No question that Zell Miller is one of Georgia’s legendary political figures, right next to 20th-century titans like Herman Talmadge, Tom Murphy, Sam Nunn, Richard Russell and Carl Vinson.
I remember some colorful stories and tall tales from a former Miller campaign supporter, Francis Holland, who briefly ran John Russell’s U.S. Senate bid way back in ’86, a campaign on which I worked.
Georgia’s longest-serving lieutenant governor rode a single issue – the Lottery – into the governor’s mansion, and from there, he went to the U.S. Senate. Who can forget his electrifying keynoter at the ’92 Democratic National Convention?
Twelve years later, Miller thrilled members on the other side of the aisle, keynoting the 2004 GOP convention and endorsing George W. Bush for re-election over Democrat John Kerry. To top it all off, the next day he challenged MSNBC’s Chris Matthews to a duel (!)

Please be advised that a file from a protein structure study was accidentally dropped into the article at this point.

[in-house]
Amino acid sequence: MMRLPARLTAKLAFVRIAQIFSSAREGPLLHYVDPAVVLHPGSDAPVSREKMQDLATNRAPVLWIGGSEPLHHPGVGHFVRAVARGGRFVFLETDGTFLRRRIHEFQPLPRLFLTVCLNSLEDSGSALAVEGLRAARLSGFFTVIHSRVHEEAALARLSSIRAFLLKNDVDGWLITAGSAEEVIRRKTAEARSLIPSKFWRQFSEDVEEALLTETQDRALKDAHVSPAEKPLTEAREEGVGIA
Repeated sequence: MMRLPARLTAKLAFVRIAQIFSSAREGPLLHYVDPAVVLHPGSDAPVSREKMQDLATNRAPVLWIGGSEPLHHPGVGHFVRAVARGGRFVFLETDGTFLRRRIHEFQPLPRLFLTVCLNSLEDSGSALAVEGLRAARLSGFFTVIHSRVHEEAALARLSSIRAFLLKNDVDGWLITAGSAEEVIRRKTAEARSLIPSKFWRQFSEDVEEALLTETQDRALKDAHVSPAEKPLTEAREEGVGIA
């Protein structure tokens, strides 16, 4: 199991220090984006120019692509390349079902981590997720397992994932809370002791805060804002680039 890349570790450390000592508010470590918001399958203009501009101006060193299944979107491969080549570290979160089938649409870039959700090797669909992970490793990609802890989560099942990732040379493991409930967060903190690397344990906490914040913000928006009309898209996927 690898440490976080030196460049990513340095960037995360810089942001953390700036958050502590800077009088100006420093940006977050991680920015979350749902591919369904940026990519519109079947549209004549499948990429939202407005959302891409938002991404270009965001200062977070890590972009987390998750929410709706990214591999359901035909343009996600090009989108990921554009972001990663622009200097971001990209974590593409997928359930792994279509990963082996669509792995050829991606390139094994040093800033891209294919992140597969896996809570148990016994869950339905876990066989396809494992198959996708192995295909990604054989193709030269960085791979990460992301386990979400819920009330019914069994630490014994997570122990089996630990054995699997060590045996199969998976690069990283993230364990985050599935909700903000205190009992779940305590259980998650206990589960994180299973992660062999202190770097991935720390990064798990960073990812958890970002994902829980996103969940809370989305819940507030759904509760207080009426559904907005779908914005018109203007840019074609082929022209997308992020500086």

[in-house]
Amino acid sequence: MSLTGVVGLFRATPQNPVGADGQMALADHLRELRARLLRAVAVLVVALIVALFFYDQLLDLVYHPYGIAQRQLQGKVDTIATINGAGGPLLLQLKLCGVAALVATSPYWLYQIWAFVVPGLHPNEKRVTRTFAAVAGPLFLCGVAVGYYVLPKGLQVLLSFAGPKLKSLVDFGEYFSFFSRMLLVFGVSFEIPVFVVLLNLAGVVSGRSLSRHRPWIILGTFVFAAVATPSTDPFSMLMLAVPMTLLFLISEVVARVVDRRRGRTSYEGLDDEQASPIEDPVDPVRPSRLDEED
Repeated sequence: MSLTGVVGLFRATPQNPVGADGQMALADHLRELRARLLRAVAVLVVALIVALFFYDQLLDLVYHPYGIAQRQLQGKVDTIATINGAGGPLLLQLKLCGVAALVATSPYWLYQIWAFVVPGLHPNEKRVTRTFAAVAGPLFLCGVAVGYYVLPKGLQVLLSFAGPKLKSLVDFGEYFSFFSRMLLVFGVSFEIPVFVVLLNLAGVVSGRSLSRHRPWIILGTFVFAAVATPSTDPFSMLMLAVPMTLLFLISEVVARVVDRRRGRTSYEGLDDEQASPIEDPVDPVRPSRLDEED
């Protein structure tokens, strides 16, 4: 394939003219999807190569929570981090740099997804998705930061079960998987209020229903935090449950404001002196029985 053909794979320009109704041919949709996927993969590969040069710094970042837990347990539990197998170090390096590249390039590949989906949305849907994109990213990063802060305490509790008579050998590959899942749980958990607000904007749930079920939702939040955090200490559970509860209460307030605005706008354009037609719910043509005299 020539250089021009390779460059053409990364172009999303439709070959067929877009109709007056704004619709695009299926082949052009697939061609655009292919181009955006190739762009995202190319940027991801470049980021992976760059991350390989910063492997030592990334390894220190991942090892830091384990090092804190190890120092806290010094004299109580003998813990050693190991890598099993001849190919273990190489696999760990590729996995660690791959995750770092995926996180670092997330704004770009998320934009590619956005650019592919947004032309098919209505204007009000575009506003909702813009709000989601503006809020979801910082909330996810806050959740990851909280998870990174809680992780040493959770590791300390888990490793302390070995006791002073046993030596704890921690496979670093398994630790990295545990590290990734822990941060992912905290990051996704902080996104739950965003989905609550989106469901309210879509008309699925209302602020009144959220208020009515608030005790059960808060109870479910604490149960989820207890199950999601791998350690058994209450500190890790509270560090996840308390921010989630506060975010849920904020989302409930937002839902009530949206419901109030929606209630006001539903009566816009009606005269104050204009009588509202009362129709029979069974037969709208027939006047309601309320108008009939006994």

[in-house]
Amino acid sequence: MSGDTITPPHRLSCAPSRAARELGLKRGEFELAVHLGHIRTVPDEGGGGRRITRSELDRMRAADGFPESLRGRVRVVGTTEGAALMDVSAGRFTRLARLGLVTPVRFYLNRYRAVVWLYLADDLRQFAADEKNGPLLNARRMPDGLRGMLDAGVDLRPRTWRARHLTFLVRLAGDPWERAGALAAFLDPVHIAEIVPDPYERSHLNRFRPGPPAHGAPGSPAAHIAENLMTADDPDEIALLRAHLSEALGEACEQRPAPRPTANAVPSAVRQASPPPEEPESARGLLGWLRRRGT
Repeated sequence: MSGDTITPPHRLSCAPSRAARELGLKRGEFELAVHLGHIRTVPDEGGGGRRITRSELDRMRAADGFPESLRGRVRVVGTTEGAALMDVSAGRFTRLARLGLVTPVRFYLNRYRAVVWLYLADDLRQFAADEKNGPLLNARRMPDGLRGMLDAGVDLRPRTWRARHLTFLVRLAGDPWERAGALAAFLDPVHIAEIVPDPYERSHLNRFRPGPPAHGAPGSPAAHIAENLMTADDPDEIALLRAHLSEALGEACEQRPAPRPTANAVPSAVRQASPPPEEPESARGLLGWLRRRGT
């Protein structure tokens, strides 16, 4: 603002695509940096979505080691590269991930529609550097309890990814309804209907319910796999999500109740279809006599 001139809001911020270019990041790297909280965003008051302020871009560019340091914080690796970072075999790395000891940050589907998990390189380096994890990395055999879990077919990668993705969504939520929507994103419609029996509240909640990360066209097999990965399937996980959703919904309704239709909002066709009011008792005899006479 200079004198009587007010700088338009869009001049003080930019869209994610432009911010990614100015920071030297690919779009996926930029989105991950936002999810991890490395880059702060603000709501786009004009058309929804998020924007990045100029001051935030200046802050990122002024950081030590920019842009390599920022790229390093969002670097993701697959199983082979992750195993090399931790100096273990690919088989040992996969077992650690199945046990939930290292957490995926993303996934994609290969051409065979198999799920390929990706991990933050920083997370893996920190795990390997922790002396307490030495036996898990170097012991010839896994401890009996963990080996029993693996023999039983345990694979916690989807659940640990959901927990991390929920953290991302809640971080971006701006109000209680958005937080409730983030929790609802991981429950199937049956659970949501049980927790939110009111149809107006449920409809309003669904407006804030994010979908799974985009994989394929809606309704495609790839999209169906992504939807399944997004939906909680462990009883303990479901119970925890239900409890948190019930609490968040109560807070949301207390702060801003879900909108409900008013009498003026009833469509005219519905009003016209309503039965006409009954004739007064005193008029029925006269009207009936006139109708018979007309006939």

Miller was also a huge fan of the old Atlanta Crackers baseball team, a subject with which I’m somewhat familiar. I had the privilege of speaking at the Governor’s Mansion to a group he’d assembled to launch a scholarship honoring the team’s all-time most popular player, Ralph Brown, also known as “Country.”
Now, the man known to some as “that damn Zell” is back in the news, endorsing Michelle Nunn last week in her U.S. Senate campaign.
Miller’s endorsement likely won’t mean much to Democrats; they’re going to vote for Nunn regardless. But Nunn is riding Miller’s endorsement for all its worth because she needs disaffected Republicans to abandon David Perdue and come over to her side.
Will it work? Since the GOP Senate runoff, Perdue’s campaign has been relatively quiet. Sure, Georgia GOP honchos held a media confab to show unity the day after Perdue’s win over Jack Kingston defied virtually every poll that was out there. Outside of that, he’s run a low-key campaign everywhere but on TV where, right now, he believes it matters most.
Nunn, meanwhile, has had her share of headlines, good and bad. But right now, she’s dominating the news cycle, the only drawback being is that she might be peaking too soon. It’s still a long way to November.
The big question is how much pull Miller still has among modern Georgia Republicans who may not recall his contrarian streak. And for those who need a little refresher, here’s a small one –